The Chamber of Commerce lobbied vigorously to kill the bill but was unable to stop it. Chamber President Allan Zaremberg described the leave law as a coming disaster for business. "We're opposed to a lot of bills, but this is one of the worst," claimed Zaremberg. A lobbyist for the National Federation of Independent Business predicted "If it becomes law, it will be the biggest financial burden for small businesses in decades."

Now after ten years and 1.4 million leave claims paid, an extensive survey of employers and employees by sociologist Ruth Milkman and economist Eileen Applebaum found that the California law didn't turn out to be the costly "job killer" that business lobbies warned about. In fact, the survey found the leave law actually helped employers with reduced turnover and increased employee loyalty while helping families meet the challenges of working and caring for their children. And research clearly shows that babies do better when their parents can stay home with them for their first few months.

New Jersey passed a paid family leave law in 2008 that offered six weeks off for employees to care for a sick child or parent at two-thirds salary, paid for by a payroll tax. Business lobbies claimed that it would destroy businesses and send them fleeing to fleeing to other nearby states. Employees, they claimed, would abuse the system.

Some claimed it was un-American. Steven Lonegan, then-mayor of Bogota, NJ and executive director of the New Jersey chapter of Americans for Prosperity called it a "... socialist diktat takes feel-good politics to a new level. The basic argument for this socialist propaganda is the necessity for Big Brother to subsidize an army of breastfeeding single mothers."

As it turns out, New Jersey's paid family leave has been working just fine. 100,000 working people -- the vast majority women -- have taken advantage of the program in the last three years. Two years after the program began the leave fund had a surplus causing a reduction in the payroll tax. And employers found real benefits too. Caliper Corporation CEO Herb Greenberg called it a "win-win situation" that benefited his workers and his business, noting that 20 of his 22 employees who have taken family leave have returned to work for him.

Despite the Chamber's consistent opposition, the Family and Medical Leave Act is a popular law that even conservative Republicans lawmakers have a hard time opposing. In 2008, the FMLA was expanded to allow family members of wounded, ill, or injured service members and veterans to take unpaid leave to care for them. In 2009, the law was extended to cover flight attendants who had been exempted in the 1993 law. The House of Representatives voted unanimously for the expansions.

Efforts are now underway to take important next steps to enact paid family leave policies that would allow millions more workers to afford to take time off during those critical family situations. The Chamber of Commerce will likely again claim the sky will fall. The difference is that now an overwhelming majority of Americans support the 20-year old law that's good for families, good for employers and good for the economy.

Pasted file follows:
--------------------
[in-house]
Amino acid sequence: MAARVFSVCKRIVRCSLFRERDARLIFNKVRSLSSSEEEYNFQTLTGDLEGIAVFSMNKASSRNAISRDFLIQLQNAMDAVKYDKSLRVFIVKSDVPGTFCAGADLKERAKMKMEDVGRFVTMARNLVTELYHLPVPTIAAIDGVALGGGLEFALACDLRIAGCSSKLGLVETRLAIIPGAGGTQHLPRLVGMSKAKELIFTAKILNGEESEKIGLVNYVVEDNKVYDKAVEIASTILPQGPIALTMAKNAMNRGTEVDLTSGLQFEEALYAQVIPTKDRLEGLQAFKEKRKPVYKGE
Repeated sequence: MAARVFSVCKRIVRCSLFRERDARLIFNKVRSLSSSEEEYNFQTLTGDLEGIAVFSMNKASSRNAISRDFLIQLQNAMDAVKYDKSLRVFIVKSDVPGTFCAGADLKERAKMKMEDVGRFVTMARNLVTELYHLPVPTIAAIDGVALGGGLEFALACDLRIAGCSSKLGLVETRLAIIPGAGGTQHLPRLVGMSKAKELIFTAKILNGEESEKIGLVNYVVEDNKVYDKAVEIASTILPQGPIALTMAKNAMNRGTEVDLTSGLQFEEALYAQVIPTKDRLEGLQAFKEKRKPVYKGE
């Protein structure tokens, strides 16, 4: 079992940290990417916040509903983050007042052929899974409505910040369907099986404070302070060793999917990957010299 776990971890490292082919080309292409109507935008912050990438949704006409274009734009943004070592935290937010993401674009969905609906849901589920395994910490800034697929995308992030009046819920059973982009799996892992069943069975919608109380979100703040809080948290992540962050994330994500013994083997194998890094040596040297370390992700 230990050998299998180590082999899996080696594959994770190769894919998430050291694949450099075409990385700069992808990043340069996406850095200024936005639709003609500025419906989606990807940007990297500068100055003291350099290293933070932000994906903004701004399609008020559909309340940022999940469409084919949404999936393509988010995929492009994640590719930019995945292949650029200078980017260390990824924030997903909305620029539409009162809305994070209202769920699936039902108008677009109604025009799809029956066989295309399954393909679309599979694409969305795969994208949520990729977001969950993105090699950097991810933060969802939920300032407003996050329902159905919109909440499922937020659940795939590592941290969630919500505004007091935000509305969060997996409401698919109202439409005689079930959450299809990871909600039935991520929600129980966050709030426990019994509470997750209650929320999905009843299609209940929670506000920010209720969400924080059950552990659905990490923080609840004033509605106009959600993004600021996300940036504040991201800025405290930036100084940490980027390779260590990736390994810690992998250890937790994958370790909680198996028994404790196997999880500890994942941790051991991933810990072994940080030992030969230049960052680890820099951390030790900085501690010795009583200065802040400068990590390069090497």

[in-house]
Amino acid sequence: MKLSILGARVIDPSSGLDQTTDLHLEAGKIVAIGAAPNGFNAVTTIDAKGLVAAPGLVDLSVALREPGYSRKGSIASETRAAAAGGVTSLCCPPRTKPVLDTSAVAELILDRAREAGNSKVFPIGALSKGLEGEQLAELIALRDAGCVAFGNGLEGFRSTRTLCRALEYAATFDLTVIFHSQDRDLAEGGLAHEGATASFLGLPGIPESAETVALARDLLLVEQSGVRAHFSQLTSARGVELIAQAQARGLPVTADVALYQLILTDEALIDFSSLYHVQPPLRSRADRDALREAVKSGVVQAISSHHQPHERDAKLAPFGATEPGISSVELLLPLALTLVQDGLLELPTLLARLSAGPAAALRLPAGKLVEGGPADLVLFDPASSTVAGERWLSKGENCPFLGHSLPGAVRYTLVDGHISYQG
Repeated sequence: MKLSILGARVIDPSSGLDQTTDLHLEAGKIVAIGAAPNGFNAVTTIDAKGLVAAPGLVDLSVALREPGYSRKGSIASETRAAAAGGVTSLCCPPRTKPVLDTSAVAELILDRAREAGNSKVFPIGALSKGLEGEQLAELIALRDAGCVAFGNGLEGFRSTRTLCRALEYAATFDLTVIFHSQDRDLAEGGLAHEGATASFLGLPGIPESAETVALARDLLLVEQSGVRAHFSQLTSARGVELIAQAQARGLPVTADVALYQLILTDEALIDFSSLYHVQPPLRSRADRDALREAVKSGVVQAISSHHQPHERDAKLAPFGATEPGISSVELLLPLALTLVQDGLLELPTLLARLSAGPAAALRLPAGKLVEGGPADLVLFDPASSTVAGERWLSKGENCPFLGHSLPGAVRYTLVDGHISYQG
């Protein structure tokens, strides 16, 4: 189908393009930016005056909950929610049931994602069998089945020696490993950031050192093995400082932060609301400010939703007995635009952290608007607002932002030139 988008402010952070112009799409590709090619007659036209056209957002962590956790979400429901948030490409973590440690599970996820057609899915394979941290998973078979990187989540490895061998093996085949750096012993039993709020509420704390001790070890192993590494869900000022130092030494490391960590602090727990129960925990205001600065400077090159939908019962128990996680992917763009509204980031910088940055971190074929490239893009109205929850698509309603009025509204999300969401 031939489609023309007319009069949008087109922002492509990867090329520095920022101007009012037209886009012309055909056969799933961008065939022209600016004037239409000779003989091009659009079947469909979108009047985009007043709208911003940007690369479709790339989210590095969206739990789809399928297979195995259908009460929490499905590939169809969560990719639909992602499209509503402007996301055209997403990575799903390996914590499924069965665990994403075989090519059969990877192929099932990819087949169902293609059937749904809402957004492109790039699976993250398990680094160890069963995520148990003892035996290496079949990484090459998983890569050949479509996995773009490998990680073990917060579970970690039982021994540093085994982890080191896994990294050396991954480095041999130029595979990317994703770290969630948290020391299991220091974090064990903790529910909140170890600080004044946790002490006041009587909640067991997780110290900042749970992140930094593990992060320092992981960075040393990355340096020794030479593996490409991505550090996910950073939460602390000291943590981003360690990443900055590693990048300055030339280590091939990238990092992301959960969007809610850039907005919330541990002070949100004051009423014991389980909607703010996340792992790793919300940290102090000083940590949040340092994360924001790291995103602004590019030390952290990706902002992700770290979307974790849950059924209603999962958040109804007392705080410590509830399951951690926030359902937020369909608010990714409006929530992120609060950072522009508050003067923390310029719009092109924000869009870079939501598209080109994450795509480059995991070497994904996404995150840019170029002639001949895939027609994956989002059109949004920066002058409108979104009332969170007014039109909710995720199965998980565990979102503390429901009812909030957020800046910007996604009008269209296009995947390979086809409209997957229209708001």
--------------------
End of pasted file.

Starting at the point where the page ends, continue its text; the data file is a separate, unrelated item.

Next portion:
President Obama during his 2013 inaugural address proclaimed that "The commitments we make to each other--through Medicare, and Medicaid, and Social Security--these things do not sap our initiative; they strengthen us," Mr. Obama said. "They do not make us a nation of takers; they free us to take the risks that make this country great."

Paid family leave also wouldn't make us a nation of takers, but rather a nation of makers -- of family, of community, of health and ultimately of prosperity. It strengthens our families, makes us more independent and more able to lift ourselves back up after hard times. And most importantly it makes it possible for Americans to carry out the most meaningful and important of our personal responsibilities -- to care for the health of our families.

The article originally appeared in Huffington Post [5].
Center for Media and Democracy 520 University Avenue, Suite 260 Madison, Wisconsin 53703
Phone: 608-260-9713 Fax: 608-260-9714
Source URL:


Michael M (60)
Monday February 18, 2013, 9:02 am
I'm here tocry Wolf! as well:

If you haven't, please goto

and sign the petition by CBD to return wolves to protection, as they are being slaughtered and poached wherever they have been able to return.

. (0)
Monday February 18, 2013, 10:21 am
Noted. I believe it's called compassion; something a dollar doesn't feel and neither do those whose covetous avarice precludes any semblance of compassion.

Mitchell D (87)
Monday February 18, 2013, 10:49 am
The right was wrong for the same reason they are usually wrong, because they do not relate to an issue, do not think about issues rationally, but only in terms of either their fear of change, or their greed, often, probably, both. then they come up with their standard bull rationales.